0:22:390:22:42

Meanwhile back at the car-boot sale,

0:22:440:22:46

real Charlie's got his eye on a nautical item.

0:22:460:22:49

It's a pond yacht. A yacht, in other words, for sailing on a pond.

0:22:490:22:53

Sadly, it's got a broken rudder bow.

0:22:530:22:56

Oh, that's a shame.

0:22:560:22:58

That's 30 quid. I'm open to offers.

0:22:580:23:00

Watch out, Michael, our Charlie's a hard bargainer today.

0:23:000:23:03

You're open to offers? Yeah. Is that because she's run aground?

0:23:030:23:06

No. She hit an iceberg, I think, hasn't she?

0:23:060:23:09

She's no' the Titanic, but she's got a broken rudder.

0:23:090:23:11

Nothing a bit of glue won't put right.

0:23:110:23:15

I don't suppose you'd be tempted by a fiver, would you? No.

0:23:150:23:18

I'll take 15.

0:23:180:23:20

I'd go up to ten.

0:23:200:23:22

11.

0:23:220:23:23

It's got to be ten.

0:23:230:23:25

At 11, I think I'll walk down the street.

0:23:250:23:28

At ten, I'll get on me pond. Oh, you're breaking my heart.

0:23:280:23:32

Being a Scotsman, a tenner, it's a deal.

0:23:320:23:34

I've broken a Scotsman's heart. That's very kind of you, sir.

0:23:340:23:37

Thank you very much indeed. Thank you.

0:23:370:23:39

Oh, I'm going to call her Marjorie.

0:23:390:23:42

HMS Marjorie, and we'll sail away.

0:23:420:23:45

While Charlie weighs anchor, for his somewhat indecisive opponent,

0:23:450:23:49

the end is in sight - well, two ends actually.

0:23:490:23:52

These are quite nice. Bookends. Very nice.

0:23:520:23:55

Nice having that on the bottom.

0:23:550:23:58

They're ?40.

0:23:580:24:00

I could do those for 30.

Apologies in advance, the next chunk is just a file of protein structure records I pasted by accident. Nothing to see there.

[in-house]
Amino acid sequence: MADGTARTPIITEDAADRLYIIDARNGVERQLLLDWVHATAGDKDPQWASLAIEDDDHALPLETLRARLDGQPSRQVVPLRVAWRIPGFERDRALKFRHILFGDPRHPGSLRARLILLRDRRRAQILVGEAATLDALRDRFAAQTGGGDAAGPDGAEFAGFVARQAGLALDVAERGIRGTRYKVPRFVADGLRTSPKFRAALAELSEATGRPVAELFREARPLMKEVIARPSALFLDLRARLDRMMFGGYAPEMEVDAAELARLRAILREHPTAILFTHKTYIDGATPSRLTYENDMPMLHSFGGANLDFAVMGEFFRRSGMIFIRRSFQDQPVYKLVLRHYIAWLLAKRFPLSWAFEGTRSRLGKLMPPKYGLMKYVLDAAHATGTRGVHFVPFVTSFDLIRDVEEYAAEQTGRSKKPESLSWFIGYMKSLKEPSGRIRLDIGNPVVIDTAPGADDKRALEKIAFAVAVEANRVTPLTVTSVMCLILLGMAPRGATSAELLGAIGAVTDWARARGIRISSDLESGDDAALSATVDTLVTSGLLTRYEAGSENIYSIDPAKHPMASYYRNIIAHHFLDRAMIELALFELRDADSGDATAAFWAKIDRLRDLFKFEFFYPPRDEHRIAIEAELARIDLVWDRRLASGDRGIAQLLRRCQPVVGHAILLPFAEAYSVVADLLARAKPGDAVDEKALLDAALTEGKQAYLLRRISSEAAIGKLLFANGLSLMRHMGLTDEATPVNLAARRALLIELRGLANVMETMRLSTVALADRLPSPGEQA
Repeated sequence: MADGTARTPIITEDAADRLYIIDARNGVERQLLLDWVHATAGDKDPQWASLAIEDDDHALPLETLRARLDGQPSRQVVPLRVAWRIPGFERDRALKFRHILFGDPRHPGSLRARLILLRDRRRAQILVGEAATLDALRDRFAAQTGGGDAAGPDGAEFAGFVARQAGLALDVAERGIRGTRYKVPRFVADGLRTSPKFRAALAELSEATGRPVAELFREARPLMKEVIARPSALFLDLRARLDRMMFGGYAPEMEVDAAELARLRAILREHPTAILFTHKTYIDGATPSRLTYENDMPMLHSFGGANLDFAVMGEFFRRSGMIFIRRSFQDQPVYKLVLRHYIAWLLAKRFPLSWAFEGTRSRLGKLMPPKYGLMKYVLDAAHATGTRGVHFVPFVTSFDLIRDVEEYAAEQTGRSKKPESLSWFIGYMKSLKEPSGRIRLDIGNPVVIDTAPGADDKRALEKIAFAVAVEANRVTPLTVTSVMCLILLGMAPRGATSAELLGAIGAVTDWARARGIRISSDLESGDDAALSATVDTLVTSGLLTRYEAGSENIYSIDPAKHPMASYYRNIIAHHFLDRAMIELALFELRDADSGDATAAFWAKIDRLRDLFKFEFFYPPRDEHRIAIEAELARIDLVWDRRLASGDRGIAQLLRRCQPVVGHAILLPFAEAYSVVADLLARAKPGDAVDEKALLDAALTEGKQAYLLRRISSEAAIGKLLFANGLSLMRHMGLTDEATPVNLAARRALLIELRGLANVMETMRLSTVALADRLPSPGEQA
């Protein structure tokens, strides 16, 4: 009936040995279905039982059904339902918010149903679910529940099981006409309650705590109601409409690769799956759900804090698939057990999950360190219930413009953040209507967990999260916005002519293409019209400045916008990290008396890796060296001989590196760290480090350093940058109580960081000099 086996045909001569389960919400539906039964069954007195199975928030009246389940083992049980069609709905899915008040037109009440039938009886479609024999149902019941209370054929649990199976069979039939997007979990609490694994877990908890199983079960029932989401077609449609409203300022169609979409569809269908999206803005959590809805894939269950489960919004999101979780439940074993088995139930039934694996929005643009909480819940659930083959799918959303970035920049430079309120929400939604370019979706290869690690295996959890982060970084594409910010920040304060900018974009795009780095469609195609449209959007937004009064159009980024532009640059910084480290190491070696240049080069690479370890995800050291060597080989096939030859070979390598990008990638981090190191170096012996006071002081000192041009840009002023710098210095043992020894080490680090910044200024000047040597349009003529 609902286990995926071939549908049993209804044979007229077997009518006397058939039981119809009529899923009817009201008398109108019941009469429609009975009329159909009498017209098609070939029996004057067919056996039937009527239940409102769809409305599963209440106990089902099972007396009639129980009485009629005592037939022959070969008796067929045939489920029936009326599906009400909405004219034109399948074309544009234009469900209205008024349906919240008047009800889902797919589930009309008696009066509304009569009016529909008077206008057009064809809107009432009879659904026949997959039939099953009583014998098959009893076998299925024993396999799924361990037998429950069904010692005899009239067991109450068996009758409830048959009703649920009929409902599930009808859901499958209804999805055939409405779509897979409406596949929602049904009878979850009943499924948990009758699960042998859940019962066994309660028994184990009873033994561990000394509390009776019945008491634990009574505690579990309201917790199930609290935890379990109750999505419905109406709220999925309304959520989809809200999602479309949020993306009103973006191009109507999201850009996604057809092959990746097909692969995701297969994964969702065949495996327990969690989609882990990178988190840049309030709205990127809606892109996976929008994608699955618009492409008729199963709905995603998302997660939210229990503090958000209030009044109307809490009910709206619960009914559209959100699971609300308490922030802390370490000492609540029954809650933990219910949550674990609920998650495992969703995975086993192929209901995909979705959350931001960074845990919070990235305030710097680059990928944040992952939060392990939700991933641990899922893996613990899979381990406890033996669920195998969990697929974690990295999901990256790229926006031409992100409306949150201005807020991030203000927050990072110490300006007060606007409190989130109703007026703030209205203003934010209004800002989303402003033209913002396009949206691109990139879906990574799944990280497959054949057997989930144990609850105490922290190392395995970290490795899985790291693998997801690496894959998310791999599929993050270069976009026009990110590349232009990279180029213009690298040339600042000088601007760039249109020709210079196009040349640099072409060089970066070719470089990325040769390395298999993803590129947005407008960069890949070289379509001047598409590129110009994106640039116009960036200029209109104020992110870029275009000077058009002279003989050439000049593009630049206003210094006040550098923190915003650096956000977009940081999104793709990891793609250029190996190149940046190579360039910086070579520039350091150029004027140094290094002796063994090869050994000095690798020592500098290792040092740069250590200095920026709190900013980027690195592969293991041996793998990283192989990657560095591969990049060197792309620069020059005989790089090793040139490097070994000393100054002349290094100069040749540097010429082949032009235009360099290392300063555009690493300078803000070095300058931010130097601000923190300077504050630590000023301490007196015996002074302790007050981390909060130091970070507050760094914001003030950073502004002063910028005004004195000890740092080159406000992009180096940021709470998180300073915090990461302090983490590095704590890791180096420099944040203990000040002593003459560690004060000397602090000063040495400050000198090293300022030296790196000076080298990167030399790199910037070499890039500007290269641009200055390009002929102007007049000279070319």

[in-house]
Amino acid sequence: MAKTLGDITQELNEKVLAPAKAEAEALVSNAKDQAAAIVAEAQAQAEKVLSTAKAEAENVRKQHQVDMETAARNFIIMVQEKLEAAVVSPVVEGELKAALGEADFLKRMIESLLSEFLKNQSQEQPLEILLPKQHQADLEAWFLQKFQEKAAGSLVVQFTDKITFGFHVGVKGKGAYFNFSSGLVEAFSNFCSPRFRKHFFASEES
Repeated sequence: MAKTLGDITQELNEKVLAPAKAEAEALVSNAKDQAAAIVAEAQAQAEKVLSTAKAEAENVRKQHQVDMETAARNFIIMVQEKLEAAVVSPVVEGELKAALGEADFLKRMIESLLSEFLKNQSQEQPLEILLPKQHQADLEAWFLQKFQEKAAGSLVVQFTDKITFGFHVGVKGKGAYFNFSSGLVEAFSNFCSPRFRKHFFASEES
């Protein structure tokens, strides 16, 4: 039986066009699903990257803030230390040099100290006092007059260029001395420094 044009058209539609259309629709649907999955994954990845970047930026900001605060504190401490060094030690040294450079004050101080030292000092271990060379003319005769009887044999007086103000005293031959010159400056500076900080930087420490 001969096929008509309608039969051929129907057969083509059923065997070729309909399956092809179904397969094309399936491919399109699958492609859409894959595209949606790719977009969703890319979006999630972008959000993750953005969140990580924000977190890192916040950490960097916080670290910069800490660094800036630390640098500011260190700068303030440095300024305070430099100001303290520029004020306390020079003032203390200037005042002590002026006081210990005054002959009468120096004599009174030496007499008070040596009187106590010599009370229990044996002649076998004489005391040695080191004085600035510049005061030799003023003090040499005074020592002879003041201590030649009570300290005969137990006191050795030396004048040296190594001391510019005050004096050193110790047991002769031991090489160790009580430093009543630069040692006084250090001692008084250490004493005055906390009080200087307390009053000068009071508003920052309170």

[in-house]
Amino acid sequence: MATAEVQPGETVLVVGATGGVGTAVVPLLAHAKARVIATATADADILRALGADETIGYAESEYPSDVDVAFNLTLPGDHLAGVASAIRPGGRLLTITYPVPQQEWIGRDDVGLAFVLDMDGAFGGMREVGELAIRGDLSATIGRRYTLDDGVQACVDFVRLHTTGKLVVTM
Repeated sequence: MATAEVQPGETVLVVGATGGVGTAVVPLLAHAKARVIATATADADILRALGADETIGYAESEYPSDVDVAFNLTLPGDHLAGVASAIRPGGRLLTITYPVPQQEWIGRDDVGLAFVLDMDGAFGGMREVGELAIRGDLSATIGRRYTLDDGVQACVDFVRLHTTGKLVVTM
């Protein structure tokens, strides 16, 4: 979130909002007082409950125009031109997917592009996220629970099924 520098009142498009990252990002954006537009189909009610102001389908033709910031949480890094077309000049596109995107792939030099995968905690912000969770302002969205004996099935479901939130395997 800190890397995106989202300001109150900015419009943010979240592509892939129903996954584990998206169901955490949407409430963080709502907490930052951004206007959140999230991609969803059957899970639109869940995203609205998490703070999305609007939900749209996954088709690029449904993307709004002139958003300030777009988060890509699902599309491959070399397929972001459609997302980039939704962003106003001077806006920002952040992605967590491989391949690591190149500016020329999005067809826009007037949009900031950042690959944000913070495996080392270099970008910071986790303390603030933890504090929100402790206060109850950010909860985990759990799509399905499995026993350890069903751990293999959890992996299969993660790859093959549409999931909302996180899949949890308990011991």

0:24:000:24:03

Art Deco, it's very in, isn't it?

0:24:030:24:06

They're not damaged at all, are they? No.

0:24:060:24:08

They'd look good in a Deco house.

0:24:100:24:12

I just thought those were rather nice.

0:24:120:24:14

Small, but nice.

0:24:140:24:17

30's the best on that. You couldn't drop them at all? No. You like them.

0:24:170:24:22

25 wouldn't buy them? No, they are literally just in stock as well.

0:24:220:24:28

Lynne's firmly holding her ground.

0:24:280:24:30

I would like to buy them, but I don't think I can stretch to 30.

0:24:300:24:33

Unfortunately. Can we not part friends and go half between? 28?

0:24:330:24:39

Yeah. OK.

0:24:390:24:41

Oh, we've done it. I don't want to be a bully, but I also want to win.

0:24:410:24:45

I don't blame you.

0:24:450:24:47

And as a parting gift, a little Charlie.

0:24:470:24:51

Hey! That's perfect.

0:24:510:24:53

Oh, what a nice thing. That's very kind.

0:24:530:24:56

Hey, he's round his car boot and he'll be looking for me

0:24:560:25:00

turning up with the car.

0:25:000:25:01

"Margie, I'm here."

0:25:010:25:03

But titter ye not, Margie,

0:25:040:25:06

because just outside Inverurie, in his spare time

0:25:060:25:10

the only toy quick shopper Charlie resembles is Action Man.

0:25:100:25:14

I'm going to have such fun.

0:25:140:25:16

MUSIC: "Slow Ride" by Foghat

0:25:160:25:19

Brake on the left. I won't need the brake.

0:25:300:25:32

Yeah! Ho!

0:25:420:25:44

Oh!

0:25:440:25:45

I've got the hang of this!

0:25:450:25:47

About time.

0:25:470:25:50

But while Charlie's been establishing his very own

0:25:500:25:53

league of obscure sports, Margie's motored south from Huntly

0:25:530:25:57

to the foothills of the Grampians to explore a fairy-tale castle.

0:25:570:26:01

Look at that.

0:26:010:26:03

Hello. Bill. Hiya, how do you do? Margie Cooper.

0:26:050:26:08

Are you going to show me around? Yes, I'll show you around the castle.

0:26:080:26:11

Craigievar is one of Scotland's best preserved tower houses,

0:26:110:26:15

a magnificent seven-storey structure that

0:26:150:26:18

was completed in 1626 and has changed very little since.

0:26:180:26:22

They haven't gone that way, have they? Well, they haven't.

0:26:220:26:25

They've just gone that way. Yes.

0:26:250:26:27

It's one of the very few and I think that's why it's so prized

0:26:270:26:31

because they never added bits on to the side, but they went up the way.

0:26:310:26:36

The castle was built by one William Forbes,

0:26:360:26:39

an Aberdonian merchant who, after acquiring

0:26:390:26:42

a fortune in the Baltic, returned to create this confection

0:26:420:26:46